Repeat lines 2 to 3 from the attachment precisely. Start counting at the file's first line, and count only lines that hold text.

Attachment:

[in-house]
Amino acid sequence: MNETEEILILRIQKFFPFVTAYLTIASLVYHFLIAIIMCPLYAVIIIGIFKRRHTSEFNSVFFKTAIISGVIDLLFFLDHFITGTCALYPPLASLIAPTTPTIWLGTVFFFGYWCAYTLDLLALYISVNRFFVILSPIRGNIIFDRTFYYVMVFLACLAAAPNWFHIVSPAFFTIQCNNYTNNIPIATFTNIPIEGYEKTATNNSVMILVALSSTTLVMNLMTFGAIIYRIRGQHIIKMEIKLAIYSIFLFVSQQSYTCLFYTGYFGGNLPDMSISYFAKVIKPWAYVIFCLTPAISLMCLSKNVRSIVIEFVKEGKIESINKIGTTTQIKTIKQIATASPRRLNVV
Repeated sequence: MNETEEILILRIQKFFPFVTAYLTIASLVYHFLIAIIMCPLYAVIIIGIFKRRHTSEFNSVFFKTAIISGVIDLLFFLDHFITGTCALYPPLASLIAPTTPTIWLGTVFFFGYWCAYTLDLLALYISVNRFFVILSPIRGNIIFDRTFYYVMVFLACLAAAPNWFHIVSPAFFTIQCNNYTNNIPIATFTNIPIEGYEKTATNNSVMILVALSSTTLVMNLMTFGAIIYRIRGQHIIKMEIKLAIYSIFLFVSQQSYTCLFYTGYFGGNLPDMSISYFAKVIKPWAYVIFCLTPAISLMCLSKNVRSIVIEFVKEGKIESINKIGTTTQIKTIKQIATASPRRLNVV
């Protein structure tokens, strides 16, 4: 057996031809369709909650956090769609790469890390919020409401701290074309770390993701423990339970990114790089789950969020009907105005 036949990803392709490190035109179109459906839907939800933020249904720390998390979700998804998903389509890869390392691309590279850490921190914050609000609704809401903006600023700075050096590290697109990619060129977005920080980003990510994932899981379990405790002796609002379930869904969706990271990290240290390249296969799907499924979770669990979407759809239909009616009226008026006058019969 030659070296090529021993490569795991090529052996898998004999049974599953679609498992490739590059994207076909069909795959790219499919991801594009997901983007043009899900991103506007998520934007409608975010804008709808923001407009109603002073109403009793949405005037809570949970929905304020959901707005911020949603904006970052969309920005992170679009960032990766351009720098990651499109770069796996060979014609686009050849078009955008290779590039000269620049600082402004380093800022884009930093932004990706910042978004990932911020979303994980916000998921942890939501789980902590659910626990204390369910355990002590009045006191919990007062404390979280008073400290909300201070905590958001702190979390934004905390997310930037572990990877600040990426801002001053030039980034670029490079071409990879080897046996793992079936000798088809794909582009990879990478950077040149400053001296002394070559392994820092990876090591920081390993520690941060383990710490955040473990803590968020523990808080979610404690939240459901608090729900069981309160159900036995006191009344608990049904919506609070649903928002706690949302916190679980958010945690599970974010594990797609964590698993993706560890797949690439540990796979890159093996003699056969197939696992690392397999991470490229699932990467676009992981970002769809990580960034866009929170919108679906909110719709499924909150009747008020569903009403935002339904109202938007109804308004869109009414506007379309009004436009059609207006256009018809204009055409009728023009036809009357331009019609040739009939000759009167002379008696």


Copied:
Amino acid sequence: MNETEEILILRIQKFFPFVTAYLTIASLVYHFLIAIIMCPLYAVIIIGIFKRRHTSEFNSVFFKTAIISGVIDLLFFLDHFITGTCALYPPLASLIAPTTPTIWLGTVFFFGYWCAYTLDLLALYISVNRFFVILSPIRGNIIFDRTFYYVMVFLACLAAAPNWFHIVSPAFFTIQCNNYTNNIPIATFTNIPIEGYEKTATNNSVMILVALSSTTLVMNLMTFGAIIYRIRGQHIIKMEIKLAIYSIFLFVSQQSYTCLFYTGYFGGNLPDMSISYFAKVIKPWAYVIFCLTPAISLMCLSKNVRSIVIEFVKEGKIESINKIGTTTQIKTIKQIATASPRRLNVV
Repeated sequence: MNETEEILILRIQKFFPFVTAYLTIASLVYHFLIAIIMCPLYAVIIIGIFKRRHTSEFNSVFFKTAIISGVIDLLFFLDHFITGTCALYPPLASLIAPTTPTIWLGTVFFFGYWCAYTLDLLALYISVNRFFVILSPIRGNIIFDRTFYYVMVFLACLAAAPNWFHIVSPAFFTIQCNNYTNNIPIATFTNIPIEGYEKTATNNSVMILVALSSTTLVMNLMTFGAIIYRIRGQHIIKMEIKLAIYSIFLFVSQQSYTCLFYTGYFGGNLPDMSISYFAKVIKPWAYVIFCLTPAISLMCLSKNVRSIVIEFVKEGKIESINKIGTTTQIKTIKQIATASPRRLNVV